Adding a star developer or architect—from here on we'll just call them a "star"—to the team does more than improve your organization's productivity by the amount that star can do. A halo effect often occurs where the existing developers on your team begin to improve their effectiveness too. This halo effect can be either amplified so that nearly every person on the team becomes better, or it can be isolated so that few, if any, people are affected by it.
To get the most out of your star developers and other team members, you'll want to amplify the halo effect. In this document you'll learn how to identify the halo effect, understand it's potential, how to amplify its effect, and how to convert the halo effect into a permanent change even after the star developer has left.
Understanding the halo effect
A friend of mine and I were talking before her wedding which occurred a few years back. It was important to her that she be able to do ballroom dancing for her first dance with her new husband. She had been taking dance lessons and she related how when she danced with her instructor her dancing was much better than with her husband and she didn't understand it. When she asked her instructor about it he told her that she was able to dance better because his leading was better. That with strong leadership she was able to follow clearly. Her future husband was a good, but not professional dancer, and so his leading wasn't as strong or assured. Although their first dance turned out fine, she learned first hand about how a "star" can artificially increase the effectiveness of her dancing.
In software development it isn't the strong leading of steps that causes the effect. Instead, the halo effect happens in part because through casual conversations the star causes the other developers around them to think in ways more conducive to finding a solution. It isn't so much the person around whom the halo is formed is giving specific guidance, directing tasks, or doing the work. They are instead simply pointing others in a direction that they know will work better. This helps prevent other members of the team from wasting time trying techniques which won't work – or which will require substantial amounts of effort to be successful.
A star person who is cognizant of the halo effect is careful to cultivate it whenever possible. They make sure they make themselves available. They don't insist on specific approaches, they casually mention approaches which have worked for them in the past. They're curious about the problems that other members of the team are working on.
Imagine for a moment how much faster you could get across a large town if every stop light was green for you. How much better does your day go when things fall in place – rather than you having to struggle to get things done? The same basic thing happens with star people. They are capable of helping the team around them without the team even understanding that they are being helped.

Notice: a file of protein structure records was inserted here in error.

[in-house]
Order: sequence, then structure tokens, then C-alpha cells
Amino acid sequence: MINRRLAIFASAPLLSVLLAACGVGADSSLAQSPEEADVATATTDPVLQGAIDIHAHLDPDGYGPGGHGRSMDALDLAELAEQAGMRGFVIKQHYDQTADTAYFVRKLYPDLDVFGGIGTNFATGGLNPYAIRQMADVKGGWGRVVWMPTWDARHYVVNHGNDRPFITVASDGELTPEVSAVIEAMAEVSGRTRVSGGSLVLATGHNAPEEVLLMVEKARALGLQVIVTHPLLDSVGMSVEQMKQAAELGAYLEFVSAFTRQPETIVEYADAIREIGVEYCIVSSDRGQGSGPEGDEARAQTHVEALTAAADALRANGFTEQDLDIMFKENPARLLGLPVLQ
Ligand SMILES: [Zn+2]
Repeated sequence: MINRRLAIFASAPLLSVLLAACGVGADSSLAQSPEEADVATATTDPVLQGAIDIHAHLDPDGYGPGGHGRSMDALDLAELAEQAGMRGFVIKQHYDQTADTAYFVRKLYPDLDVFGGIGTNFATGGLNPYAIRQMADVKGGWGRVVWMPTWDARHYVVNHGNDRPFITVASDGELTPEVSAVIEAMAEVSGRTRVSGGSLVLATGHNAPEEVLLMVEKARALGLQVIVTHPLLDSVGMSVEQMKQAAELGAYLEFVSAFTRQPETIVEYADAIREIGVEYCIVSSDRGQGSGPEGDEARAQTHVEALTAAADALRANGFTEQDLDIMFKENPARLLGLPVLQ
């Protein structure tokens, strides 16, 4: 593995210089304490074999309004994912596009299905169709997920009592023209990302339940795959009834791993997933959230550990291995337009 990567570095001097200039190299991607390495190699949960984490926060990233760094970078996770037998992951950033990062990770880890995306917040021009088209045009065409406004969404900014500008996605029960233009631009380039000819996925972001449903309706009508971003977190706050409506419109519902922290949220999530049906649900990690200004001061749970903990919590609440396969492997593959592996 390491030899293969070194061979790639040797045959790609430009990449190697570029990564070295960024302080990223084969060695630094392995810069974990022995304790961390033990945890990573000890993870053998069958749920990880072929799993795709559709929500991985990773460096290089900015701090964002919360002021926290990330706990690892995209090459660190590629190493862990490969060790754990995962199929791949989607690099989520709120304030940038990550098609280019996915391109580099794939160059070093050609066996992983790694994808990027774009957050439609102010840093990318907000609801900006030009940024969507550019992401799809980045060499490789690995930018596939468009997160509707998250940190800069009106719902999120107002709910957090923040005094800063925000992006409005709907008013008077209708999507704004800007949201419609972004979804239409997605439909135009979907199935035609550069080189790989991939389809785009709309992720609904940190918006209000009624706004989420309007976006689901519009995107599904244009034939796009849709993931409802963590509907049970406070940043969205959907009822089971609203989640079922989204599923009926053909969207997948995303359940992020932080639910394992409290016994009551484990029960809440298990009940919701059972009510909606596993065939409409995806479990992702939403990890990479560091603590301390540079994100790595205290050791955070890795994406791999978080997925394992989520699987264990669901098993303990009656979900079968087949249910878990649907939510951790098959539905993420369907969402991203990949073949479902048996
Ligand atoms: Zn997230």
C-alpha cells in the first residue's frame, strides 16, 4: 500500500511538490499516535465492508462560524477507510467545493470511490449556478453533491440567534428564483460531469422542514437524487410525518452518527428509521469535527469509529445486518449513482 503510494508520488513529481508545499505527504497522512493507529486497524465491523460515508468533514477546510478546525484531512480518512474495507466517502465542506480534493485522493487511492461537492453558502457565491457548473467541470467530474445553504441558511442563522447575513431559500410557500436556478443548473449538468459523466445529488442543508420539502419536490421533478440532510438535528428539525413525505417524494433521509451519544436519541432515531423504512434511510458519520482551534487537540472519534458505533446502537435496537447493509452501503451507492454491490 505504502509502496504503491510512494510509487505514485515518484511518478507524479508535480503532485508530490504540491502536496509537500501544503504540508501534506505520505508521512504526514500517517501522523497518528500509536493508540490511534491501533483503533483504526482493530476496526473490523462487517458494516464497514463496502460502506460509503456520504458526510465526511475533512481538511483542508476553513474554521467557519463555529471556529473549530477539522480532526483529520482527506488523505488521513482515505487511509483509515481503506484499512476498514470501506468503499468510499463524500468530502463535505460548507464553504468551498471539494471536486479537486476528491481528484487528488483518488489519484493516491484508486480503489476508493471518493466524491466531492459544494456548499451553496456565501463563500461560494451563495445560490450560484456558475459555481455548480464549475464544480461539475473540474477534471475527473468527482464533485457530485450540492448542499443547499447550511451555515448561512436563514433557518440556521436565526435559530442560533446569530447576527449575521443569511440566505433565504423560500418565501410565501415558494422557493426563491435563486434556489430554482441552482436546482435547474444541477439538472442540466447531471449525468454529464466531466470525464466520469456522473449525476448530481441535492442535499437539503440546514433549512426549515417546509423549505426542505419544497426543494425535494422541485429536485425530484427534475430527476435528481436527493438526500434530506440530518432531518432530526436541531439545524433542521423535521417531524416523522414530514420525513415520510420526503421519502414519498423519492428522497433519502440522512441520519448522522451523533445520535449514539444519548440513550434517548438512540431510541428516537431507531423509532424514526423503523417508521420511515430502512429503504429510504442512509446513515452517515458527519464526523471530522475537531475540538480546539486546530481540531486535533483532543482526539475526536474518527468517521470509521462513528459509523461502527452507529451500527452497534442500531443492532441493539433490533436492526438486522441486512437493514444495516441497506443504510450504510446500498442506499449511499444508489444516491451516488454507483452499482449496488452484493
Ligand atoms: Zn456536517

The halo effect also occurs because other members of the team can ask questions and get quick or immediate answers. Debugging sessions are reduced because the good developer knows tricks to make the process easier. In dozens or hundreds of small ways the star developer impacts small decisions to create a cumulative effect.
In nearly every case, the halo effect operates due to casual, informal, and frequent interaction with the rest of the team. The effect is directly proportional to the amount of openness there is with the team, and with the amount of time they are allowed to interact with the team.
A word about being a star
I launched into this discussion without much of a definition of a star developer. This was necessary so that we could focus on the halo effect; however, by now you have likely identified someone who's a brilliant developer and who has never been able to create a halo effect around them. They are loud, aggressive, and inflexible.
One of the differences between a brilliant developer and a star developer is that the star developer is attuned to the halo effect and strives to support the development of that halo. They have a passion for helping people learn more and become better developers. They are not self-centered, consuming of all of the oxygen in the room. They listen and wonder, rather than pontificate and spout their own laws of the universe.
So, it is possible to be a good developer or architect and yet not be capable of generating a halo effect. It is far more likely that a star developer will have some halo effect around them, the primary question will be how much of a halo effect are they generating and where is that halo effect being realized?
An interesting sidebar is that the halo effect doesn't have to be caused by a star developer that you employ. The interactions with a star developer are more important than what the business relationship is. Mentored development contracts with consultants can help internal developers dramatically improve their skills.
Getting more for less
The law of conservation of energy says that energy is neither created nor destroyed. That might make one think that there's no way to "magically" create a more effective development team. While it's true that energy can't be created, it is also true that there are ways to get more energy out of your developers. Like a catalyst that speeds the conversion from one chemical structure to another, developers can be simulated to be more productive – and star developers can be supported in ways that make the halo effect more pronounced.
One of the best ways to support the halo effect is to create more informal communication times. This might mean bringing in pizza for the group, coordinating a lunch outing, encouraging the group to get together after work for drinks (non-alcoholic or alcoholic), and other opportunities to get the group together in a non-structured, non-work situation so they can talk about the challenges they are having and get to know one another better, so that its easier for causal conversations to happen.